Let me also thank and offer my appreciation for the past service of those not returning: Keith Hobbs, Paul Pugh, Linda Rydholm, Joe Virdiramo, Iain Angus, Larry Hebert and Frank Pullia. And, to all of those that put their name on the ballot in the last municipal election.

As I began to reflect on and prepare these remarks, I thought of my first meeting here some 21 years ago, as a Councilor representing Northwood Ward in 1997.

I said to myself as I was driving to City Hall for my very first meeting, Billy don’t screw this up (Pardon the colloquialism). Remember who you are representing. The constituents that elected you! Your friends that supported you! The City, and most importantly, your Family! I now find myself back here again, and over the next four years I will remain unequivocal in my support for our City, my home for almost all of my 62 years, a great place to live, and an incredible place to raise a family. I can only promise you one thing. My best effort! I know you expect nothing less.

So here we find ourselves, 13 of us brought together by the electorate to act on their behalf. Tonight, they are all in our thoughts. By working together, we can live up to their expectations.

Through the campaign, we all heard most of the same concerns expressed to us from our voters. Taxation, crime, economy and Infrastructure were consistently put forward as the priorities of the electorate. They realize how fortunate we are to live where we do, surrounded by boundless, natural beauty. They all just want to feel safe. They all just want to feel part of something.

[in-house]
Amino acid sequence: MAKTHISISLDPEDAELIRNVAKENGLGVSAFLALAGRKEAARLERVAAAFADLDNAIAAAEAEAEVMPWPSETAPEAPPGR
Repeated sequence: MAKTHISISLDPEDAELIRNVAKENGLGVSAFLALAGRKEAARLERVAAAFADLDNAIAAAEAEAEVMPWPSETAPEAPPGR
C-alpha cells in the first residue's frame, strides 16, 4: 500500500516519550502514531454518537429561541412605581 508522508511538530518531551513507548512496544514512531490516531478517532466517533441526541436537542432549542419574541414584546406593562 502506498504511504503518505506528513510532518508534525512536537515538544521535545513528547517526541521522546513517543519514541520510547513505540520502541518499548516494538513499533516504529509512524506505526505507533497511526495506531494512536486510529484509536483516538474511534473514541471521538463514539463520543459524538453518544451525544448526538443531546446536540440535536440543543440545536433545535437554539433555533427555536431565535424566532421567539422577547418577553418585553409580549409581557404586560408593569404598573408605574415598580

It is now our job to focus, as best we are able, on these issues and advance on them over the next four years.

You have chosen to serve at a difficult time. Social media enables a level of incivility and personal virtual assault never seen before. It can challenge even the most community minded and committed, to continue with this work.

It is in these moments that we must all remember why we put our names on the ballot. To serve the citizens of Thunder Bay as best we are able. Political decisions can appear to be messy and convoluted to the electorate. It’s not easy work.

But if we can show clarity to the people of Thunder Bay! If we can show commitment and consistency and conviction as we engage in community building. As we stand up for our city and its reputation. As we work to build upon a city that people are still proud to live in and move to, then maybe after four years or sooner, we will have earned the respect of the silent majority.